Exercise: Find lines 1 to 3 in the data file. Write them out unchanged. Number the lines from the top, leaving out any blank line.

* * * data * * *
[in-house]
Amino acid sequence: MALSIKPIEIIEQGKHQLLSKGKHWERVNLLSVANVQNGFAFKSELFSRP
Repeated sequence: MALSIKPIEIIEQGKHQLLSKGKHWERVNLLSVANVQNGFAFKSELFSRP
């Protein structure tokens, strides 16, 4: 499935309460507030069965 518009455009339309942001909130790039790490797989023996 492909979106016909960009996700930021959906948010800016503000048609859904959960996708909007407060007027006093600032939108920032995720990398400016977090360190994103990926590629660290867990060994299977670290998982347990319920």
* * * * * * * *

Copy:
[in-house]
Amino acid sequence: MALSIKPIEIIEQGKHQLLSKGKHWERVNLLSVANVQNGFAFKSELFSRP
Repeated sequence: MALSIKPIEIIEQGKHQLLSKGKHWERVNLLSVANVQNGFAFKSELFSRP